The following therapy options are often recommended:
Regular exercises and stretches that stretch out your plantar fascia or Achilles tendon help to strengthen your muscles and increase the stability of the heel.
In the case of plantar fasciitis, Achilles tendonitis, or heel bursitis, non-steroidal anti-inflammatory drugs may be prescribed to reduce pain and swelling. Steroid injections can be used as an alternative if the former is not effective.
Depending on your case, modifying your footwear or providing it extra support may help with relieving the pain. This can be done by:
- Switching to comfortable footwear with heel support or using heel cups or gel pad inserts.
- Using orthotics, which are medical devices that support your arch and correct any biomechanical issues.
- Wearing splints at night to keep the foot straight and allow the plantar fascia and Achilles tendon to stretch.
- Athletic taping under the foot for conditions like plantar fasciitis.
Surgery is not usually the first route for heel pain treatment unless in severe cases like the rupture of the Achilles tendon. Even in the case of plantar fasciitis, surgery becomes an option only if other treatment options fail to work for a year or longer.
Do you need heel pain surgery?
Your heel pain may be caused due to a variety of reasons. We will be discussing two reasons that may warrant surgery. These could be:
- Plantar fasciitis: Persistent plantar fasciitis that does not improve even after 6-12 months of treatment may require surgery. Please note that only 5 out of every 100 patients fall under this category.
- Achilles tendonitis: Achilles tendon surgery is advised by many orthopedists if you have a ruptured tendon. They may still recommend alternative physical therapy or medications as the initial mode of treatment.
What are home remedies for heel pain?
If you feel your pain is not severe and can be treated at home, then you may try these options:
- Rest: Avoid putting stress on your heels. You can do this by lying down, avoiding walking or standing for too long, or keeping away from hard walking surfaces.
- Icing: Apply an ice pack to the affected area around 2-3 times a day for 15 minutes each. Ensure that the ice does not directly touch the skin.
- Night splints: People find quick relief in wearing splints at night. This helps to stretch the plantar fascia and relieve pain.
- Foot support: Change your footwear for a more comfortable pair or one that supports your foot. You may also opt for shoe inserts that provide extra support.
How to relieve heel pain with exercises?
Exercises that stretch out the calf are often helpful for patients with heel pain. If you feel comfortable and are assured that your condition is mild, you can exercise at home to help relieve your pain.
Wall calf stretch:
Stand while facing a wall. Place the foot with heel pain a few inches behind the other. Keep the back leg straight, with the foot touching the ground, while bending the knee of the front leg. Then, pull your hips into the wall until you feel a stretch in the calf of the back leg (the leg with heel pain). Hold this position for 10-15 seconds and repeat 4-5 times.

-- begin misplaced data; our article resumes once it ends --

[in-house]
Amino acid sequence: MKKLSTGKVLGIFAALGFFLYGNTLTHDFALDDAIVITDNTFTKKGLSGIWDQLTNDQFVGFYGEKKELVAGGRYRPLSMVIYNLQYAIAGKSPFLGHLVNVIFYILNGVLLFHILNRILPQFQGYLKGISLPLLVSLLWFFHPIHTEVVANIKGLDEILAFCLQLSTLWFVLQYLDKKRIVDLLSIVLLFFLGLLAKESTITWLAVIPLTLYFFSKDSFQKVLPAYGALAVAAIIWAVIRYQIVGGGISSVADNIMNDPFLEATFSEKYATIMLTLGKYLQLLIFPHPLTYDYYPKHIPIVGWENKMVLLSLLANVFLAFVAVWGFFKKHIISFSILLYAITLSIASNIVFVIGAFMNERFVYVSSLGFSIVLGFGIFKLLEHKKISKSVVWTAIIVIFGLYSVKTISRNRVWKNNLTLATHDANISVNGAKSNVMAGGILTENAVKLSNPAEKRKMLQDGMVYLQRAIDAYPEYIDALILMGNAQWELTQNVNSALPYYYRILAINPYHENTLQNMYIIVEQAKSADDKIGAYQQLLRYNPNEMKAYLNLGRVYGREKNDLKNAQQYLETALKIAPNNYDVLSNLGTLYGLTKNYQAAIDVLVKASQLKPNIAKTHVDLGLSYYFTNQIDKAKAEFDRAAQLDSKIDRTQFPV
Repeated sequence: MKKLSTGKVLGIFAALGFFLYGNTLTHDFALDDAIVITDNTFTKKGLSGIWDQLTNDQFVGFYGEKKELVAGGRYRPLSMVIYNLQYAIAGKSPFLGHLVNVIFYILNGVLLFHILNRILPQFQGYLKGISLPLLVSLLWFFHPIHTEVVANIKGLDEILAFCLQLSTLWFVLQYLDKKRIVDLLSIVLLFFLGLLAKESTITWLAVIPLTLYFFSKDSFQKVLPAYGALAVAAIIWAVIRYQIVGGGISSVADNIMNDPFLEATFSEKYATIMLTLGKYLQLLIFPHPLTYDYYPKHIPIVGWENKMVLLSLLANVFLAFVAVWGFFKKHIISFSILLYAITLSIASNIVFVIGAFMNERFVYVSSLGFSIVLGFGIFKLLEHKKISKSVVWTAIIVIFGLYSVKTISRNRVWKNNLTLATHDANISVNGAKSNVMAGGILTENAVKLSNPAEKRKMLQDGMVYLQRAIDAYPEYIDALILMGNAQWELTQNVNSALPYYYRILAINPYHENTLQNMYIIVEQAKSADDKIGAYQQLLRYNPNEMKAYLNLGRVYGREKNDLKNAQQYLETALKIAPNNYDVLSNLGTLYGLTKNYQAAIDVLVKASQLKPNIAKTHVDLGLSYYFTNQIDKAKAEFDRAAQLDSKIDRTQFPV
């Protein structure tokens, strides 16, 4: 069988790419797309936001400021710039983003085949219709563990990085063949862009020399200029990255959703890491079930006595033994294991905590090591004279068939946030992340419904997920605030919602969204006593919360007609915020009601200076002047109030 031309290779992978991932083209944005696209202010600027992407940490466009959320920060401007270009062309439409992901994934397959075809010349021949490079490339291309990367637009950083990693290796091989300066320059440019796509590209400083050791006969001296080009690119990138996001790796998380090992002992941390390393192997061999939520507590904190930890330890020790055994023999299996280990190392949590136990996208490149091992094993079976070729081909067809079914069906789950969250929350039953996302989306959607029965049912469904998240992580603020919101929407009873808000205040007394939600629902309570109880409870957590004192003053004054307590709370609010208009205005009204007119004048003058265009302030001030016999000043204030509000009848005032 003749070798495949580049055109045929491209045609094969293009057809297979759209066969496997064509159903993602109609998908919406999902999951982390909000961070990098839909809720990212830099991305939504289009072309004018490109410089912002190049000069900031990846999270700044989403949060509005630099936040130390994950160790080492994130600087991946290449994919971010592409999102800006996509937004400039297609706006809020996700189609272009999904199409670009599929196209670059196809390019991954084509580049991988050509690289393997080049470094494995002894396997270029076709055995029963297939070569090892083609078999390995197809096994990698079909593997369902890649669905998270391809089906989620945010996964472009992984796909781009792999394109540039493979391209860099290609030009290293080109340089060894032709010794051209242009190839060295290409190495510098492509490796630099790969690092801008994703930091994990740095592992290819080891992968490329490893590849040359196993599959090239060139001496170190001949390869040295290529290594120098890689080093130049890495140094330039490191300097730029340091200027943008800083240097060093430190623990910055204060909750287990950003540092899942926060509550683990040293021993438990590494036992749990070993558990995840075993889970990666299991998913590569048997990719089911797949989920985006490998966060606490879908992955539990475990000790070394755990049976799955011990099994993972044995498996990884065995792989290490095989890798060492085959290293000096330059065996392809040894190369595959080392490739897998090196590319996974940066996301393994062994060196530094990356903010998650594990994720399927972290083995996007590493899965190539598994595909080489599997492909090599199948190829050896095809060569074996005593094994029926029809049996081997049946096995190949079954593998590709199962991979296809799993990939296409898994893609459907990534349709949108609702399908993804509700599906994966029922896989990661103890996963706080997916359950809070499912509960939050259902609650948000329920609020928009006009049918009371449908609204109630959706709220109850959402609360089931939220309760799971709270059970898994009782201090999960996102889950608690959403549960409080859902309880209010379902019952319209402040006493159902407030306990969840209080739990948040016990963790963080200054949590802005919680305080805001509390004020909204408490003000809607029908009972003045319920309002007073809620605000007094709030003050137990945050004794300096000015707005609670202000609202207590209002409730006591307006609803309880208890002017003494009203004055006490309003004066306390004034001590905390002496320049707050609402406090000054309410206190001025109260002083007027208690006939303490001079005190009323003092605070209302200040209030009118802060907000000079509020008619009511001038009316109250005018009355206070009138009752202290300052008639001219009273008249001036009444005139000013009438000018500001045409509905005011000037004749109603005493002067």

Calf stretch on a step:
Stand on a step, ensuring that the heel of the foot with pain is hanging partially from the step i.e., stand on the ball of that foot. Try to lower your heel as far down it will go and hold for around 15 seconds. Repeat the stretch 2-4 times.
How to prevent heel pain?
Preventing heel pain symptoms is essential for long-term care. General tips for the prevention of heel pain include:
- Reducing activity: Your heel needs time to rest and recuperate. Avoiding high levels of athletic activity or laborious tasks will help it to heal better.
- Maintaining a healthy body weight: Reduce the stress placed on your heel by adopting a healthy lifestyle that allows you to maintain body weight appropriate for your body.
- Wearing the right footwear: Choose comfortable footwear that provides support. Use shoe inserts to increase support.
- Warming up: Ensure that you warm up your muscles before indulging in any exercise or sport as your heels may get stressed otherwise.
- Early identification: Stay aware in case of any discomfort in your heel and adapt your activities accordingly. Early identification may help you prevent it from becoming severe.
Cracking or snapping sound in the heel can be a cause for concern. It may be due to a simple or serious injury depending on the cause. To treat it effectively, the orthopedist or podiatrist should figure out the underlying cause. Generally, heel pain can be treated with physical therapy, medication, splints, footwear modifications, etc. In severe cases of plantar fasciitis or Achilles tendonitis, surgery may be recommended. In the case of persistent heel pain, consult an orthopedist at Yashoda Hospitals and follow a plan that can help your heel recover completely!
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About Author –
Dr. Shashi Kanth G, Sr. Consultant Orthopedic Surgeon, Yashoda Hospitals, Hyderabad
He is specialized in arthroscopy, sports medicine, and orthopedics. His expertise includes Lower Limb Joint Replacement Surgery, Lower Limb Arthroscopy, Sports Injuries, Foot and Ankle Surgery, & Management of Complex Trauma.